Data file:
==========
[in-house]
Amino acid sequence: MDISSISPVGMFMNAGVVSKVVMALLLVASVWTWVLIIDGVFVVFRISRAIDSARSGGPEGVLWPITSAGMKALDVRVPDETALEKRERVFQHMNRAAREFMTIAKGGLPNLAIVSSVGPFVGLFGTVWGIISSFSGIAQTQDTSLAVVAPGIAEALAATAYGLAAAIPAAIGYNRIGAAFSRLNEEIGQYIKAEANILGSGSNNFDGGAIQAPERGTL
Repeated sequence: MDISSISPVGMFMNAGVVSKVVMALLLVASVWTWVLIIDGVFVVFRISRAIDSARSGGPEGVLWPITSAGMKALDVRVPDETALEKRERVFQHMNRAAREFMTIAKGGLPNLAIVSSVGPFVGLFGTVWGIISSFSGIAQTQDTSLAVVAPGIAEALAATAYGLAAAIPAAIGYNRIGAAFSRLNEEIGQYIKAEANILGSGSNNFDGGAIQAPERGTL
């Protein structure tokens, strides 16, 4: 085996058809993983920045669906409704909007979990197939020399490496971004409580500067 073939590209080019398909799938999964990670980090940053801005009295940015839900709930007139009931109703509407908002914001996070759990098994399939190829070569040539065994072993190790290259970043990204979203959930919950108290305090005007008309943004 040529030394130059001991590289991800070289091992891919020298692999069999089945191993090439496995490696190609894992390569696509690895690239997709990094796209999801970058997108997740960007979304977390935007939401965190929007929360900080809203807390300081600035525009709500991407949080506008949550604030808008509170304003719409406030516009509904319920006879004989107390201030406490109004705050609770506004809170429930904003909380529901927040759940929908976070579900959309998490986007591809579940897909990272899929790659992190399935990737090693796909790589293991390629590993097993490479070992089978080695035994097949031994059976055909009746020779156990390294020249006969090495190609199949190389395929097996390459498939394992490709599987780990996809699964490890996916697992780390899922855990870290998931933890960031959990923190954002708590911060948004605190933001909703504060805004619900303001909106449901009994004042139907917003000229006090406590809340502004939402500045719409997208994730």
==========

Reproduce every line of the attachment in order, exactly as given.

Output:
[in-house]
Amino acid sequence: MDISSISPVGMFMNAGVVSKVVMALLLVASVWTWVLIIDGVFVVFRISRAIDSARSGGPEGVLWPITSAGMKALDVRVPDETALEKRERVFQHMNRAAREFMTIAKGGLPNLAIVSSVGPFVGLFGTVWGIISSFSGIAQTQDTSLAVVAPGIAEALAATAYGLAAAIPAAIGYNRIGAAFSRLNEEIGQYIKAEANILGSGSNNFDGGAIQAPERGTL
Repeated sequence: MDISSISPVGMFMNAGVVSKVVMALLLVASVWTWVLIIDGVFVVFRISRAIDSARSGGPEGVLWPITSAGMKALDVRVPDETALEKRERVFQHMNRAAREFMTIAKGGLPNLAIVSSVGPFVGLFGTVWGIISSFSGIAQTQDTSLAVVAPGIAEALAATAYGLAAAIPAAIGYNRIGAAFSRLNEEIGQYIKAEANILGSGSNNFDGGAIQAPERGTL
């Protein structure tokens, strides 16, 4: 085996058809993983920045669906409704909007979990197939020399490496971004409580500067 073939590209080019398909799938999964990670980090940053801005009295940015839900709930007139009931109703509407908002914001996070759990098994399939190829070569040539065994072993190790290259970043990204979203959930919950108290305090005007008309943004 040529030394130059001991590289991800070289091992891919020298692999069999089945191993090439496995490696190609894992390569696509690895690239997709990094796209999801970058997108997740960007979304977390935007939401965190929007929360900080809203807390300081600035525009709500991407949080506008949550604030808008509170304003719409406030516009509904319920006879004989107390201030406490109004705050609770506004809170429930904003909380529901927040759940929908976070579900959309998490986007591809579940897909990272899929790659992190399935990737090693796909790589293991390629590993097993490479070992089978080695035994097949031994059976055909009746020779156990390294020249006969090495190609199949190389395929097996390459498939394992490709599987780990996809699964490890996916697992780390899922855990870290998931933890960031959990923190954002708590911060948004605190933001909703504060805004619900303001909106449901009994004042139907917003000229006090406590809340502004939402500045719409997208994730």